Letters to the Editor

I read with interest the article on Packard in Farm
Collector
, June 2006, and I believe I have something to
add.

I have a book entitled The Great Cars by Ralph Stein,
published by Grosset & Dunlap. In the chapter on Packard, what
he said most about Packard (and Lincoln) was about the cars built
in the 1920s. I’d like to quote the last of the chapter.

“But the Depression hit Packard hard; $2,500 to $6,000 was big
money in the 1930s. Packard tried building cheaper cars, the Light
Eight for $1,750 in 1932 and the rather dismal 120 which could be
bought for as little as $795 in 1936.

“During World War II Packard busied itself with military
hardware, notably Rolls-Royce engines (simplified to suit Detroit
skills) for aircraft. The great classic Packard did not return
after the war, although the Clipper and the slab-sided Golden
Anniversary Packard sold fairly well during the post-war car
shortage. In 1952, a man named Jim Nance became president and tried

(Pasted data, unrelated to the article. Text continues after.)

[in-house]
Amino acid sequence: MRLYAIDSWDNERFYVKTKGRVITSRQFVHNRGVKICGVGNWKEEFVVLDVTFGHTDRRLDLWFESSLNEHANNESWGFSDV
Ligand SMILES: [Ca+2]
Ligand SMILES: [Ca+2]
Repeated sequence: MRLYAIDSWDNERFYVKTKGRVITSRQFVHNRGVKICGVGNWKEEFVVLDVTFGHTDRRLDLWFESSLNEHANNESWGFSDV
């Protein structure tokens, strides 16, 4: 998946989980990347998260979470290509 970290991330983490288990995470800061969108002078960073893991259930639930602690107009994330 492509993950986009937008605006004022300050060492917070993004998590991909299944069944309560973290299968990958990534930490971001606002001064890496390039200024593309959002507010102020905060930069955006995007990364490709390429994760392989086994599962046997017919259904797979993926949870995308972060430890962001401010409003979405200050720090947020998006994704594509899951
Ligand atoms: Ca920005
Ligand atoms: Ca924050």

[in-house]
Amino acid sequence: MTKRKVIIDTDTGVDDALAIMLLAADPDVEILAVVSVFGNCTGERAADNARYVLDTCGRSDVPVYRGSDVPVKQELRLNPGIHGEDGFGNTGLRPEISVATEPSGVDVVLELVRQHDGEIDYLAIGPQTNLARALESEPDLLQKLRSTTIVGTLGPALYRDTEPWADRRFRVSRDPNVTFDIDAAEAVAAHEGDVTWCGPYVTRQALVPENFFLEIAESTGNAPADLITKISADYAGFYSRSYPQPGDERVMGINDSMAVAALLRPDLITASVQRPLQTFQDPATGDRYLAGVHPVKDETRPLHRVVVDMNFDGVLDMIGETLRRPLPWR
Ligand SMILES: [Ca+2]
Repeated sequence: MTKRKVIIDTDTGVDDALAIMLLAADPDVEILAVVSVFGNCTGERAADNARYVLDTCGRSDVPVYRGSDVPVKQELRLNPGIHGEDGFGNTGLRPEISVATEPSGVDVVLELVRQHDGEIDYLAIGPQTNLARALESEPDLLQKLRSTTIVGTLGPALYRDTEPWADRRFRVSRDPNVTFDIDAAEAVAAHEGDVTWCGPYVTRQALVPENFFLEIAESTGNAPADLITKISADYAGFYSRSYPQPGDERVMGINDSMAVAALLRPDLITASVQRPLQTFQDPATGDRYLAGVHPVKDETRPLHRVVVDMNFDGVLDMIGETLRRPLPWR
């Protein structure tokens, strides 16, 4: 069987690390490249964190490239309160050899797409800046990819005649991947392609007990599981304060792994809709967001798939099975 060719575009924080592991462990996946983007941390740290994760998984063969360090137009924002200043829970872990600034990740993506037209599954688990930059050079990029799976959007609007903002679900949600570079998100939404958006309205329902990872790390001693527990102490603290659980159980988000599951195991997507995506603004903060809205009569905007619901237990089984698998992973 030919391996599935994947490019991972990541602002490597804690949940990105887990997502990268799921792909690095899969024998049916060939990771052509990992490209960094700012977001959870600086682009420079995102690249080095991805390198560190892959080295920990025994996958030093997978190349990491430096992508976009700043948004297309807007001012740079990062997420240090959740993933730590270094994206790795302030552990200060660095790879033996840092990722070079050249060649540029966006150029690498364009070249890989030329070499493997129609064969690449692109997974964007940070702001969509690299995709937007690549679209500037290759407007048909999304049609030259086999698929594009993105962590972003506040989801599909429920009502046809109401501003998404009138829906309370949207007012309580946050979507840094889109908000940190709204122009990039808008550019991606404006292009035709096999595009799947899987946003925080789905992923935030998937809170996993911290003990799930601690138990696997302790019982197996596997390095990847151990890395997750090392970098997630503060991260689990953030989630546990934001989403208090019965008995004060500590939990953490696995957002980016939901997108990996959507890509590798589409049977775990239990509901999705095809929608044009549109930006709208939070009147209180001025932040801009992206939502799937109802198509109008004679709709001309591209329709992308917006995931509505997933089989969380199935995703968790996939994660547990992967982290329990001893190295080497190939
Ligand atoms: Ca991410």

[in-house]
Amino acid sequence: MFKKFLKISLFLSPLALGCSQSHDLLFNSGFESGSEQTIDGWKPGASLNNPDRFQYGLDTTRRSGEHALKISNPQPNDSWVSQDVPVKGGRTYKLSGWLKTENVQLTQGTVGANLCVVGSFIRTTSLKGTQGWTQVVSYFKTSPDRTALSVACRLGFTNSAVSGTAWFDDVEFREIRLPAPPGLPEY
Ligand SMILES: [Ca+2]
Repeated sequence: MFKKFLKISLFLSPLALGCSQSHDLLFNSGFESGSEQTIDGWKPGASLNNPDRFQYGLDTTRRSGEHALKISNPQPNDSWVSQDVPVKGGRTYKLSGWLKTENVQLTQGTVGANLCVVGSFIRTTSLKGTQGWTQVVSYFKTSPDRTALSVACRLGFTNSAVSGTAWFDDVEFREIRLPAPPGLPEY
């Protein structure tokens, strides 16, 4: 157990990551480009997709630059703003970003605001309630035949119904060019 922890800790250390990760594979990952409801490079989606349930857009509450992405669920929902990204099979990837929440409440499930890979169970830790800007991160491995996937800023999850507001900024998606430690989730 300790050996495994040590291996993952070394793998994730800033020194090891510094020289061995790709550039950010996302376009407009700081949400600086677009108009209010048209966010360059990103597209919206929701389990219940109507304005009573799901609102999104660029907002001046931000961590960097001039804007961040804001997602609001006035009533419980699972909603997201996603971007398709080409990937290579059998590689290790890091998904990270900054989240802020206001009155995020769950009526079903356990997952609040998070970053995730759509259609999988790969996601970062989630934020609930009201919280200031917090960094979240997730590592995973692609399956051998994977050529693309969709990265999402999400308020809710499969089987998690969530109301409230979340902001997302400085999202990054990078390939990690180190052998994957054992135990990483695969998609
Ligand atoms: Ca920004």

to create a youth image, an old ploy of dying companies. Packard’s
great historical archives were ordered destroyed. Parts which had
kept early Packards going were removed from the parts department
and sold for junk. Nance then merged Packard with Studebaker, which
was as sick financially as Packard. Nance left and Curtis-Wright
got into the act in order to acquire a company with tax losses as a
write-off against heavy war profits. Packard tried building various
trick cars with automatic load levelers and such. Fancy bodies on
dream cars were shown. But Packard had really died in 1942. It just
didn’t become official until 1962.” I hope this information
helps.

Herb Killam
28074 Red Top Road
Wilder, IN 83676-5019

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